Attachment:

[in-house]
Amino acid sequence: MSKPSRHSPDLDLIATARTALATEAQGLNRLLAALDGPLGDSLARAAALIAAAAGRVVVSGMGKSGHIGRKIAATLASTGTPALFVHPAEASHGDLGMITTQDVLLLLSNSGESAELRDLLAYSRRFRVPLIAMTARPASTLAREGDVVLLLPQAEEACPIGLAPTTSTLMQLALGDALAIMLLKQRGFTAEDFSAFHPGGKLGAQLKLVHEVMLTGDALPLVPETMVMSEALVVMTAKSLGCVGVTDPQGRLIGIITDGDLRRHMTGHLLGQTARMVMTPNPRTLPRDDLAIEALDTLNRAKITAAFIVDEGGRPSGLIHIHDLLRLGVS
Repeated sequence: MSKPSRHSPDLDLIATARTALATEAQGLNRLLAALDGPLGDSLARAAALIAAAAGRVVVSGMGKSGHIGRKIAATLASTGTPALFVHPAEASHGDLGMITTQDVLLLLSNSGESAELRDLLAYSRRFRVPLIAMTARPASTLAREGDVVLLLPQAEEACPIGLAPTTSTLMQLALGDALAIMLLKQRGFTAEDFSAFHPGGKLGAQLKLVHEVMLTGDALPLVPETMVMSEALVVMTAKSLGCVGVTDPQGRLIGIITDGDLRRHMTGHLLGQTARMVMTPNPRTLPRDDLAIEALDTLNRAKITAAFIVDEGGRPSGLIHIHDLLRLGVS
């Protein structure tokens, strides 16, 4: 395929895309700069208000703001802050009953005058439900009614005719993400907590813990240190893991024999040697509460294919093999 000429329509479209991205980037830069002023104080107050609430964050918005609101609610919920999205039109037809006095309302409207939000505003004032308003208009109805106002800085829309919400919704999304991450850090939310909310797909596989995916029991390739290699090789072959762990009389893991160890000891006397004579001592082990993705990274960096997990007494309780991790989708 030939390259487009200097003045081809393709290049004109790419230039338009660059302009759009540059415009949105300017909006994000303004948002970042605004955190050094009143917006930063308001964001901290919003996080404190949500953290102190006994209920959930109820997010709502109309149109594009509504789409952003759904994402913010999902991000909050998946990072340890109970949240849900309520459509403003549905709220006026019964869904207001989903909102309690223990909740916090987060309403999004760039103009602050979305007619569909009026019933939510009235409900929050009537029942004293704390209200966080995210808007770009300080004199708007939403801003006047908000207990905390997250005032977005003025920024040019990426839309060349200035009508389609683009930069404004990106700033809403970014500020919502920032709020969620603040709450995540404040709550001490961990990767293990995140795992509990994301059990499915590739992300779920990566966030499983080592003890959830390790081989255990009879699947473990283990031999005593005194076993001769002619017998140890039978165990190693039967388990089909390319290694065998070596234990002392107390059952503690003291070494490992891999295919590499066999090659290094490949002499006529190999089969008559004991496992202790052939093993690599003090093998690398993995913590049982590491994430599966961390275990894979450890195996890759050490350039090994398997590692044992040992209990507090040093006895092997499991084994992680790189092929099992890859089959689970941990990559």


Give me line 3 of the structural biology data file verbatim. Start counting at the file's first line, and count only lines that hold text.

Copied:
Repeated sequence: MSKPSRHSPDLDLIATARTALATEAQGLNRLLAALDGPLGDSLARAAALIAAAAGRVVVSGMGKSGHIGRKIAATLASTGTPALFVHPAEASHGDLGMITTQDVLLLLSNSGESAELRDLLAYSRRFRVPLIAMTARPASTLAREGDVVLLLPQAEEACPIGLAPTTSTLMQLALGDALAIMLLKQRGFTAEDFSAFHPGGKLGAQLKLVHEVMLTGDALPLVPETMVMSEALVVMTAKSLGCVGVTDPQGRLIGIITDGDLRRHMTGHLLGQTARMVMTPNPRTLPRDDLAIEALDTLNRAKITAAFIVDEGGRPSGLIHIHDLLRLGVS